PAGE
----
Digital music distribution, either by providing a way to upload one’s music to digital music stores like Apple and Amazon or putting one’s music onto major streaming platforms like Apple Music, Spotify, YouTube, etc is limited in paths towards sustainable revenue. CDBaby charges per single and album with a tiered system
where with extra money is put towards global registration and publishing; UnitedMasters, backed by Alphabet, Andreessen Horowitz, and 20th Century Studios, claims 10% of what an artist makes on what they distribute; others (see: DistroKid / Tunecore / Ditto Music) charge a flat fee for distribution and then tack on more for other “services” like publishing or worldwide royalty collection.
There is an endless trove
of YouTube videos
that litigate what is the best distributor for artists because of new players in the space and the chameleon-like nature of these businesses. More are looking into incorporating publishing, locally or globally; DistroKid may charge more for YouTube Content IDs
, and others like STEM just recentered on higher-tier artists for distribution. The range of options being floated by these companies in a way illustrates that music distribution exists at the mercy of streaming. Either keep costs low and aim for scale or increase them and hope for more success for artists. Suddenly this starts to sound like the math of a record label.
This can be best seen in a recent op-ed by Lee Parsons
, CEO of Ditto Music, who wrote in Music Business Worldwide a defense of music streaming from the #brokenrecord campaign and the tone of critiquing the streaming model. Parsons supports user-centric streaming (he and Mr. Gray, the man who started the #brokenrecord campaign agree here) and appears fine with poking the major labels, which he’s in direct competition with, so what exactly is the problem? Shawn Reynaldo in his newsletter First Floor offered an explanation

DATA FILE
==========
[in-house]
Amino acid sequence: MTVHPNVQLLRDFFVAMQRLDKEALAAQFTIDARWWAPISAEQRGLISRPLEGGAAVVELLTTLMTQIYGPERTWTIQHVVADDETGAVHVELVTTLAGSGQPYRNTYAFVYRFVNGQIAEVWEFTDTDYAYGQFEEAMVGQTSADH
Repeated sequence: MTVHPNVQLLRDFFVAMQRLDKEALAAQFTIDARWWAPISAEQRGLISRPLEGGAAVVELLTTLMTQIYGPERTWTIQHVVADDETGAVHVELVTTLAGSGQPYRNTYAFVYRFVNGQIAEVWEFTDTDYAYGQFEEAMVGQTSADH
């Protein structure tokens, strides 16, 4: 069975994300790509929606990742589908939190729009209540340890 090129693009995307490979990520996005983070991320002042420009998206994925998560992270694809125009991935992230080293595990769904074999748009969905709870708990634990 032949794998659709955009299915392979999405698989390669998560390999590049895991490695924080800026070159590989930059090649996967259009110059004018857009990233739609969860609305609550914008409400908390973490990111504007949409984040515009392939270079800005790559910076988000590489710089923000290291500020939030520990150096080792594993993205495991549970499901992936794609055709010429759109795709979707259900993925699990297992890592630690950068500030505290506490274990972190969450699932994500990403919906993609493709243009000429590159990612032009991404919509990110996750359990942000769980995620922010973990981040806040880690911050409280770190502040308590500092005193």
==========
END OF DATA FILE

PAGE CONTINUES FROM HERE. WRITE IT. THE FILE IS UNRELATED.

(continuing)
Parsons isn’t alone either; in recent years, a whole cottage industry of Ditto-like companies has arisen, many of them glorified middlemen offering to “help” artists get their music on streaming platforms—for a small fee and/or a cut of the profits of course. These companies rely on volume, as bringing in $100 of revenue for a single artist isn’t much, but when that increases to 1000 or 10000 artists, it quickly starts to become real money.
The issue for Parsons or potentially other music distributors is that any change that could undermine the current streaming set-up is a concern for them. That could be why you see DistroKid named Republic Records
, owned by Universal Music Group, as its first label partner where it’ll help Republic identify emerging artists for a small cut of that future artist’s success. STEM and Ditto are both interested in unique flavors of financial backing, the former going for more traditional advances and the latter blockchain-centered. The viability of these various strategies is a bit immaterial because the way they’ll be making money is ultimately through streaming revenue, which is a space dominated and negotiated by major labels.
Sony’s recent purchase of AWAL, a formally “independent” music distribution company, may help explain this web. The company’s aim wasn’t sheer scale but rather more closely mimicked a record label, not unlike EMPIRE or UMG’s recently renamed Virgin Music Label & Artist Services that was once Caroline Distribution. AWAL, again financed by Google Ventures and MSD Capital, points out that these firms often function as the tech and music elite’s farm team for the major label system. Though many of these companies are still privately held, unless there is a massive breakup of the major labels, they’ll remain subservient to them, which is why many are looking into new revenue streams (publishing, international royalties, blockchain, etc.). Suddenly, music distributors start to mirror major labels, and again, who are artists to trust: major labels or music distributors backed by private equity and venture capital? Hard to see how the best interests of artists can be served.